Treehouses: up and away

For kids of all ages, they still make great backyard escapes


As a child, Gary Hatley had always dreamed of having a treehouse in his backyard to escape to and play out his adventure fantasies with his friends. As a father in his early 40s, he found that the fever had never quite died.

When his son, Jack, was 4 or 5 years old, Hatley, who lives in Columbus, Ga., drew a sketch of a treehouse - a small, cabinlike structure featuring a big backyard oak climbing through its center.

Jack was enamored with the drawing.

"He just loved the idea," said Hatley, now 50 and the owner of a landscaping-management business. "He wanted a treehouse, and I said, `When you get old enough to help me build it, we'll do it.' And he wouldn't ever let me forget it."

About five years later, after first building a large, elevated deck also featuring a big oak climbing through its heart, Hatley embarked on the treehouse. He had used a do-it-yourself deck-building book to guide him through construction of the deck, which sits 12 feet in the air, and he applied the same recipes for safety to his treehouse.

He abandoned the age-old practice of nailing salvaged wood scraps to a tree at haphazard angles and decided to make a safe, professional-quality treehouse surrounding a tree but supported by separate treated telephone pole posts, secure in the ground.

A year and $3,000 to $4,000 in materials later, he had built a dream tree home for his children featuring a secret door, windows and a bridge connecting the treehouse to the elevated deck.

The tradition of building small structures in trees dates centuries, and even today treehouses seem almost universally to spark the imagination of young children, who imagine a place where they can escape from the practical, rule-laden adult universe.

But treehouses also remain places of intrigue for plenty of adults.

Anna Daeuble, designer and office manager for the Seattle-based Treehouse Workshop, said children and adults alike love having a place where they can escape and make their own rules.

"We work a lot with adults that are sort of fulfilling their childhood dream of having an elaborate treehouse that they could never have as a child," she said.

Treehouse Workshop builds treehouses across the country at prices starting at about $7,500 for a children's tree deck, with a railing and stairs leading up to it, and climbing to about $50,000 for more elaborate treehouses.

But for folks on a shoestring budget, Daeuble said there's nothing wrong with embarking on a do-it-yourself project.

"When you're doing that, finding salvaged materials is a cool way to do it," she said. "It's sort of the tradition of building treehouses."

But she cautions that you should have a tree checked by an arborist to make sure it's healthy; follow basic deck-building rules for safety; avoid using nails, which pull out easily; and seek professional advice. (Treehouse Workshop offers $60-per-hour phone consultations for do-it-yourselfers.)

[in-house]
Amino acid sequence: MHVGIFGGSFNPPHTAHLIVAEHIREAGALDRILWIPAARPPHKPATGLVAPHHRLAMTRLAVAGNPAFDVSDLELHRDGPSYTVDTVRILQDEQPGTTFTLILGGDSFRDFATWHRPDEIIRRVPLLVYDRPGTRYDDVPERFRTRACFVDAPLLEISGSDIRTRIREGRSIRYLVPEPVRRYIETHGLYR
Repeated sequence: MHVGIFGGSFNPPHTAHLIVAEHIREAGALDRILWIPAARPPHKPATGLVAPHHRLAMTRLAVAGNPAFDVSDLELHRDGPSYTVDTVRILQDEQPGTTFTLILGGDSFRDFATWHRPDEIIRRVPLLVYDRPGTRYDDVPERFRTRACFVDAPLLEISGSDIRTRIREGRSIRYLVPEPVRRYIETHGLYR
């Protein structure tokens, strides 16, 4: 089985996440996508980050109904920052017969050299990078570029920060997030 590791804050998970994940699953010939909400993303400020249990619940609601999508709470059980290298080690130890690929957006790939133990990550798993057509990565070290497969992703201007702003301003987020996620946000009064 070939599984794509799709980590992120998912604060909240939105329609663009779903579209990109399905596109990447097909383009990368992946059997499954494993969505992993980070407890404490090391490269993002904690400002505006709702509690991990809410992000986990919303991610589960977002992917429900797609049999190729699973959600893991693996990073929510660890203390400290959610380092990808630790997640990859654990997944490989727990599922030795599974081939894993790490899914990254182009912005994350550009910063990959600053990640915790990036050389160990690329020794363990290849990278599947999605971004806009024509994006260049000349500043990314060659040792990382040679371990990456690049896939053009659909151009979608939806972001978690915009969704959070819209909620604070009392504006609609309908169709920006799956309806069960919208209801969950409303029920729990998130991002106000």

Hatley found learning to build a deck first was a great way to learn how to construct a safe treehouse. He used treated lumber and privacy fence (the rounded top cut off) for siding and greenhouse material for the roof. For safety, he supported the treehouse almost entirely from the ground (using treated telephone poles), screwed everything together and added lots of extra joists for support.

Hatley avoided inserting nails and screws into the tree, in part because he didn't want to create entry points for insects or disease.

Despite the fact that the work was often tedious and sometimes scary, the rewards keep coming.

"It's fun for me to see 10 to 15 kids in our backyard, and they're all having fun in the treehouse," Hatley said.

Mostly, though, because he became a father relatively late in life, he thinks of the treehouse as a way to make his mark for generations he might never know. He imagines his kids one day telling their children about the cool treehouse their father built.

"I wanted to leave some sort of a legacy," he said. "I know I say that I built it for him, but probably I built it for me."


Follow these tips for building a treehouse that's safe, sturdy and long-lasting:

Use single, large bolts for main supports.

Don't use nails for main supports. They are much weaker than bolts and can work loose easier, and you usually need many more to do the same job, which will cause more damage to the tree.

Treat the tree with respect as a living thing. Allow for future growth as you build.

Don't cut away excessive amounts of bark or wood.

Don't use cables or ropes wrapped around branches for support. These wear away at bark and sensitive layers below. As the branch grows, cable or rope will cut off nutrient flow to the rest of the branch.

Don't let any part of the tree house touch the tree directly - it should all be resting on your support system. This stops friction burns as the tree sways in the wind.

Children's tree houses are safest near the ground - 10 feet high or less - to minimize the danger from a fall.

Tree houses in high-wind areas should be in the lower third of the tree, where wind speeds are lower and the leverage of the force on the tree is reduced.

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